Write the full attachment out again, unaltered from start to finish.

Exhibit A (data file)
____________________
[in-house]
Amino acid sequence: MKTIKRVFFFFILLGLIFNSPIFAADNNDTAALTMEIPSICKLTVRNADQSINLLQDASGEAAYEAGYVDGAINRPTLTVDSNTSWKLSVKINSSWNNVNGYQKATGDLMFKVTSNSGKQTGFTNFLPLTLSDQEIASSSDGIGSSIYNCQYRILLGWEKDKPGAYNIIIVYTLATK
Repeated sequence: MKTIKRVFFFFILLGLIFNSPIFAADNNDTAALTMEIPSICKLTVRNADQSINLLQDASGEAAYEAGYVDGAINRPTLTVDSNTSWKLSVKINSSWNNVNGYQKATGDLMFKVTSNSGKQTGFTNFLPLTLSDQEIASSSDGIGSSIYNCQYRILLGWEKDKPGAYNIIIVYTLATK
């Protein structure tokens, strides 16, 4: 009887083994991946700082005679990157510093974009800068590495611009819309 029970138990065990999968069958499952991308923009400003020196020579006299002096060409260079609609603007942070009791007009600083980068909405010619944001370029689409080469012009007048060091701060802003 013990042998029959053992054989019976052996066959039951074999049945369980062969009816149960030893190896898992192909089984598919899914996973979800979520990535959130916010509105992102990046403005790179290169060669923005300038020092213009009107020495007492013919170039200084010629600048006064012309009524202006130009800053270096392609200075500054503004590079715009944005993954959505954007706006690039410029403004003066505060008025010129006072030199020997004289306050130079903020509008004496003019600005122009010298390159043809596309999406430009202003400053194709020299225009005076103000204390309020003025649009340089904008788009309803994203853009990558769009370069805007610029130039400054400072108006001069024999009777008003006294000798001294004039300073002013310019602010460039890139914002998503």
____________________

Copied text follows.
[in-house]
Amino acid sequence: MKTIKRVFFFFILLGLIFNSPIFAADNNDTAALTMEIPSICKLTVRNADQSINLLQDASGEAAYEAGYVDGAINRPTLTVDSNTSWKLSVKINSSWNNVNGYQKATGDLMFKVTSNSGKQTGFTNFLPLTLSDQEIASSSDGIGSSIYNCQYRILLGWEKDKPGAYNIIIVYTLATK
Repeated sequence: MKTIKRVFFFFILLGLIFNSPIFAADNNDTAALTMEIPSICKLTVRNADQSINLLQDASGEAAYEAGYVDGAINRPTLTVDSNTSWKLSVKINSSWNNVNGYQKATGDLMFKVTSNSGKQTGFTNFLPLTLSDQEIASSSDGIGSSIYNCQYRILLGWEKDKPGAYNIIIVYTLATK
């Protein structure tokens, strides 16, 4: 009887083994991946700082005679990157510093974009800068590495611009819309 029970138990065990999968069958499952991308923009400003020196020579006299002096060409260079609609603007942070009791007009600083980068909405010619944001370029689409080469012009007048060091701060802003 013990042998029959053992054989019976052996066959039951074999049945369980062969009816149960030893190896898992192909089984598919899914996973979800979520990535959130916010509105992102990046403005790179290169060669923005300038020092213009009107020495007492013919170039200084010629600048006064012309009524202006130009800053270096392609200075500054503004590079715009944005993954959505954007706006690039410029403004003066505060008025010129006072030199020997004289306050130079903020509008004496003019600005122009010298390159043809596309999406430009202003400053194709020299225009005076103000204390309020003025649009340089904008788009309803994203853009990558769009370069805007610029130039400054400072108006001069024999009777008003006294000798001294004039300073002013310019602010460039890139914002998503």